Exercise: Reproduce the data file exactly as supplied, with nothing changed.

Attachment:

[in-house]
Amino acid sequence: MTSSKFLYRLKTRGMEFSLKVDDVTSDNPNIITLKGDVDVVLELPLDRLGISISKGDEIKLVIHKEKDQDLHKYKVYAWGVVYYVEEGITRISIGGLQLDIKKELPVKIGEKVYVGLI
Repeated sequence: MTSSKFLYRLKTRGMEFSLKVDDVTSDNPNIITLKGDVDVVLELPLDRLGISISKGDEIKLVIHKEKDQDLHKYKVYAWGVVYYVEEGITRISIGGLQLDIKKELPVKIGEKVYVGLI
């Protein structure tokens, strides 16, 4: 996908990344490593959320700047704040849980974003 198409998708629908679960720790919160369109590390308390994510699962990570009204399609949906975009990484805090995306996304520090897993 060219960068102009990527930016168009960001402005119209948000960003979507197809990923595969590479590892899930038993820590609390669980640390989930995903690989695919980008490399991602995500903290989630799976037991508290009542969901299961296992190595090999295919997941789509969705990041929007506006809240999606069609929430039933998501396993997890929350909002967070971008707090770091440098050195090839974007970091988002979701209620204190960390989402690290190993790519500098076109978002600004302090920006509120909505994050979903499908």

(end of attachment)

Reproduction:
[in-house]
Amino acid sequence: MTSSKFLYRLKTRGMEFSLKVDDVTSDNPNIITLKGDVDVVLELPLDRLGISISKGDEIKLVIHKEKDQDLHKYKVYAWGVVYYVEEGITRISIGGLQLDIKKELPVKIGEKVYVGLI
Repeated sequence: MTSSKFLYRLKTRGMEFSLKVDDVTSDNPNIITLKGDVDVVLELPLDRLGISISKGDEIKLVIHKEKDQDLHKYKVYAWGVVYYVEEGITRISIGGLQLDIKKELPVKIGEKVYVGLI
């Protein structure tokens, strides 16, 4: 996908990344490593959320700047704040849980974003 198409998708629908679960720790919160369109590390308390994510699962990570009204399609949906975009990484805090995306996304520090897993 060219960068102009990527930016168009960001402005119209948000960003979507197809990923595969590479590892899930038993820590609390669980640390989930995903690989695919980008490399991602995500903290989630799976037991508290009542969901299961296992190595090999295919997941789509969705990041929007506006809240999606069609929430039933998501396993997890929350909002967070971008707090770091440098050195090839974007970091988002979701209620204190960390989402690290190993790519500098076109978002600004302090920006509120909505994050979903499908």